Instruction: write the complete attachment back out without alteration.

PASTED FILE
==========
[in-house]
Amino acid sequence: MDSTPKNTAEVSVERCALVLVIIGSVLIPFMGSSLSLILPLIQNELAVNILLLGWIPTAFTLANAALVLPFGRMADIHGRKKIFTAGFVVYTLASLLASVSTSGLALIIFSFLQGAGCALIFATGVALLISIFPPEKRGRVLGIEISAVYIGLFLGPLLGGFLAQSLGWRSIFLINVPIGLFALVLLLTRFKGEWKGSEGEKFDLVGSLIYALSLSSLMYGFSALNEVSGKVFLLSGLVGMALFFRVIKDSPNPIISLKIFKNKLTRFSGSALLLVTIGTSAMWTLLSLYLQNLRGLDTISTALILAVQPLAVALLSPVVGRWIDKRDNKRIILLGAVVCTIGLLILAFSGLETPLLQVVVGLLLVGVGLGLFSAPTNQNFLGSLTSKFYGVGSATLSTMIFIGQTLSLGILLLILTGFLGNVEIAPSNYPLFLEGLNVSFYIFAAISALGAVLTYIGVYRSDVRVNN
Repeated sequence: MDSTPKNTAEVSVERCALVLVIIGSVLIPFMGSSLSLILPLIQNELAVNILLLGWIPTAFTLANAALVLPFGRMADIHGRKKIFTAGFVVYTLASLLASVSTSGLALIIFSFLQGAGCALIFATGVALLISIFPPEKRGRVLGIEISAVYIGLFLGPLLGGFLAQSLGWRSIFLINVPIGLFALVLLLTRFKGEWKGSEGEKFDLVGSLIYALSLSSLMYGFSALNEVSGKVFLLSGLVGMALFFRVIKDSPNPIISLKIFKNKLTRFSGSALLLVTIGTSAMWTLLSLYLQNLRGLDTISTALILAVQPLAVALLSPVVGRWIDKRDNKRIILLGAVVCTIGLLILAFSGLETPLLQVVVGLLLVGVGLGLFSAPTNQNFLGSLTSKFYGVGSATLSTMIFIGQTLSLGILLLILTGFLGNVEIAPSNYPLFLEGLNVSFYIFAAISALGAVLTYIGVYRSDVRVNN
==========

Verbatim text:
[in-house]
Amino acid sequence: MDSTPKNTAEVSVERCALVLVIIGSVLIPFMGSSLSLILPLIQNELAVNILLLGWIPTAFTLANAALVLPFGRMADIHGRKKIFTAGFVVYTLASLLASVSTSGLALIIFSFLQGAGCALIFATGVALLISIFPPEKRGRVLGIEISAVYIGLFLGPLLGGFLAQSLGWRSIFLINVPIGLFALVLLLTRFKGEWKGSEGEKFDLVGSLIYALSLSSLMYGFSALNEVSGKVFLLSGLVGMALFFRVIKDSPNPIISLKIFKNKLTRFSGSALLLVTIGTSAMWTLLSLYLQNLRGLDTISTALILAVQPLAVALLSPVVGRWIDKRDNKRIILLGAVVCTIGLLILAFSGLETPLLQVVVGLLLVGVGLGLFSAPTNQNFLGSLTSKFYGVGSATLSTMIFIGQTLSLGILLLILTGFLGNVEIAPSNYPLFLEGLNVSFYIFAAISALGAVLTYIGVYRSDVRVNN
Repeated sequence: MDSTPKNTAEVSVERCALVLVIIGSVLIPFMGSSLSLILPLIQNELAVNILLLGWIPTAFTLANAALVLPFGRMADIHGRKKIFTAGFVVYTLASLLASVSTSGLALIIFSFLQGAGCALIFATGVALLISIFPPEKRGRVLGIEISAVYIGLFLGPLLGGFLAQSLGWRSIFLINVPIGLFALVLLLTRFKGEWKGSEGEKFDLVGSLIYALSLSSLMYGFSALNEVSGKVFLLSGLVGMALFFRVIKDSPNPIISLKIFKNKLTRFSGSALLLVTIGTSAMWTLLSLYLQNLRGLDTISTALILAVQPLAVALLSPVVGRWIDKRDNKRIILLGAVVCTIGLLILAFSGLETPLLQVVVGLLLVGVGLGLFSAPTNQNFLGSLTSKFYGVGSATLSTMIFIGQTLSLGILLLILTGFLGNVEIAPSNYPLFLEGLNVSFYIFAAISALGAVLTYIGVYRSDVRVNN